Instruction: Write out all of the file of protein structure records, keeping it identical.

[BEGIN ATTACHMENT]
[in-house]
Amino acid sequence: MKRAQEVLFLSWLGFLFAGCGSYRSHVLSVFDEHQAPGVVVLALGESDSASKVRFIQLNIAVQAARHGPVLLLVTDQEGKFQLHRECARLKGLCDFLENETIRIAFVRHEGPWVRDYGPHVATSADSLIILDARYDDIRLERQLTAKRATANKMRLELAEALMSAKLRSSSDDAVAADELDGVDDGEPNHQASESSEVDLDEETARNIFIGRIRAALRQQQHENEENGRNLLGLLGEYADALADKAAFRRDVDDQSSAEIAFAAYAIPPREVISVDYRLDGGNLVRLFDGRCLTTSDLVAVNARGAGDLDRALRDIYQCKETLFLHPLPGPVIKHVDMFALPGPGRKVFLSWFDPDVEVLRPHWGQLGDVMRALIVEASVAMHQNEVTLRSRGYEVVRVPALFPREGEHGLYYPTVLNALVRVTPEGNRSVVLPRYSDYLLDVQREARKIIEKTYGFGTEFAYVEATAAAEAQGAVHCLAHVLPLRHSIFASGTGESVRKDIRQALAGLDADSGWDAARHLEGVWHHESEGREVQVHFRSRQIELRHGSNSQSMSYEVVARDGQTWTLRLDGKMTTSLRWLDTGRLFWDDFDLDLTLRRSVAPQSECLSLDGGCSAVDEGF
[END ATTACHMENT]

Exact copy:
[in-house]
Amino acid sequence: MKRAQEVLFLSWLGFLFAGCGSYRSHVLSVFDEHQAPGVVVLALGESDSASKVRFIQLNIAVQAARHGPVLLLVTDQEGKFQLHRECARLKGLCDFLENETIRIAFVRHEGPWVRDYGPHVATSADSLIILDARYDDIRLERQLTAKRATANKMRLELAEALMSAKLRSSSDDAVAADELDGVDDGEPNHQASESSEVDLDEETARNIFIGRIRAALRQQQHENEENGRNLLGLLGEYADALADKAAFRRDVDDQSSAEIAFAAYAIPPREVISVDYRLDGGNLVRLFDGRCLTTSDLVAVNARGAGDLDRALRDIYQCKETLFLHPLPGPVIKHVDMFALPGPGRKVFLSWFDPDVEVLRPHWGQLGDVMRALIVEASVAMHQNEVTLRSRGYEVVRVPALFPREGEHGLYYPTVLNALVRVTPEGNRSVVLPRYSDYLLDVQREARKIIEKTYGFGTEFAYVEATAAAEAQGAVHCLAHVLPLRHSIFASGTGESVRKDIRQALAGLDADSGWDAARHLEGVWHHESEGREVQVHFRSRQIELRHGSNSQSMSYEVVARDGQTWTLRLDGKMTTSLRWLDTGRLFWDDFDLDLTLRRSVAPQSECLSLDGGCSAVDEGF